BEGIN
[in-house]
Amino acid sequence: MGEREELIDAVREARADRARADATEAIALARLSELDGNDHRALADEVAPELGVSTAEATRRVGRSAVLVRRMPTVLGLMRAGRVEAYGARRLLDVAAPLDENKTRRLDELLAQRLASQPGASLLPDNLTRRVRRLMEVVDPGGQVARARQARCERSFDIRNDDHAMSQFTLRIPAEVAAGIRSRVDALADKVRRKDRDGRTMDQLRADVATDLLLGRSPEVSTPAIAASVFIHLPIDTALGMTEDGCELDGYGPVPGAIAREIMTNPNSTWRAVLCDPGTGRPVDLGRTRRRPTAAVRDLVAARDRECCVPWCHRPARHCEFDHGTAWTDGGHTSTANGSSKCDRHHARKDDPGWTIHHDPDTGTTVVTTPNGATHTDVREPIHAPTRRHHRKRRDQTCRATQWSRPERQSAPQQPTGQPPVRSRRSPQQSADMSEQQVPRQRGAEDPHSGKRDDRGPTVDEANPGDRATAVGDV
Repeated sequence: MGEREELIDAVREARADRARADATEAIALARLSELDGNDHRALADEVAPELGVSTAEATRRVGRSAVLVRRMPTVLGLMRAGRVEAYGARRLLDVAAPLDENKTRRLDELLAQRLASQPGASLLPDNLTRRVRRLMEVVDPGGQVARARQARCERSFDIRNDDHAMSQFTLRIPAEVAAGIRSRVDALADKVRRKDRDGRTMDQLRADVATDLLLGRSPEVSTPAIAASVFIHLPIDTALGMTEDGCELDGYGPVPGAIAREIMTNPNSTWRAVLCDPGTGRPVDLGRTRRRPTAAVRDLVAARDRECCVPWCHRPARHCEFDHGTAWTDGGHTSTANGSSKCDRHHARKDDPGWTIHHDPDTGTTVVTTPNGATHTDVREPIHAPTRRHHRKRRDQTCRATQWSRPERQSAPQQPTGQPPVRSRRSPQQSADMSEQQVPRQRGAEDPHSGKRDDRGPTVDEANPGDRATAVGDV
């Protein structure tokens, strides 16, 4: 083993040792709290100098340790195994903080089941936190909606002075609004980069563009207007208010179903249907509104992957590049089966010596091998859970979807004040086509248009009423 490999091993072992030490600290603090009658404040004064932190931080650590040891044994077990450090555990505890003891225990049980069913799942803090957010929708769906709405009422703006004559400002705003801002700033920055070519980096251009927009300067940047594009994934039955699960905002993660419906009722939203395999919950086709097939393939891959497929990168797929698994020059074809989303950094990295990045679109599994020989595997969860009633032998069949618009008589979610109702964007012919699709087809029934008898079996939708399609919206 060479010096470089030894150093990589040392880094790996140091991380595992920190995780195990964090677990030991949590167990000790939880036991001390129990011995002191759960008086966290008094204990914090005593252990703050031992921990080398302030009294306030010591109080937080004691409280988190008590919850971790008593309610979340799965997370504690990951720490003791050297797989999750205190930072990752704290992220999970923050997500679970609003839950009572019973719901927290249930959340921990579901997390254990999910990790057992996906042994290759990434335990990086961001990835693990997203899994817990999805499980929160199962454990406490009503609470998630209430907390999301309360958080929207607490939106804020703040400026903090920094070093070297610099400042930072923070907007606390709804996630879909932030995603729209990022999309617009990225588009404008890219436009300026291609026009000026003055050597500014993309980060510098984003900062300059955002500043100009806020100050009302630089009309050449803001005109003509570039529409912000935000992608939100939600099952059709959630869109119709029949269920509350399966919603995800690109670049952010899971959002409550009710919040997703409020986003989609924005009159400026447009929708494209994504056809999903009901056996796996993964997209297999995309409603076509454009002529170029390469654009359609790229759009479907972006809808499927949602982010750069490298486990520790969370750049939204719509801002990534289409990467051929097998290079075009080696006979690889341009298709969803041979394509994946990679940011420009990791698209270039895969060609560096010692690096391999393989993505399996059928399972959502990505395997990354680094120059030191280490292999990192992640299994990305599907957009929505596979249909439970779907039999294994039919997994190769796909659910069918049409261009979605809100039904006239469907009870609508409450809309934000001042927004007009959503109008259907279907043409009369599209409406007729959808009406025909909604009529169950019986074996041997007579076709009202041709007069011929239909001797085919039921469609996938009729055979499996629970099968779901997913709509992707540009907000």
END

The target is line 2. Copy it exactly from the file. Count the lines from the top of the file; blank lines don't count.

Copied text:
Amino acid sequence: MGEREELIDAVREARADRARADATEAIALARLSELDGNDHRALADEVAPELGVSTAEATRRVGRSAVLVRRMPTVLGLMRAGRVEAYGARRLLDVAAPLDENKTRRLDELLAQRLASQPGASLLPDNLTRRVRRLMEVVDPGGQVARARQARCERSFDIRNDDHAMSQFTLRIPAEVAAGIRSRVDALADKVRRKDRDGRTMDQLRADVATDLLLGRSPEVSTPAIAASVFIHLPIDTALGMTEDGCELDGYGPVPGAIAREIMTNPNSTWRAVLCDPGTGRPVDLGRTRRRPTAAVRDLVAARDRECCVPWCHRPARHCEFDHGTAWTDGGHTSTANGSSKCDRHHARKDDPGWTIHHDPDTGTTVVTTPNGATHTDVREPIHAPTRRHHRKRRDQTCRATQWSRPERQSAPQQPTGQPPVRSRRSPQQSADMSEQQVPRQRGAEDPHSGKRDDRGPTVDEANPGDRATAVGDV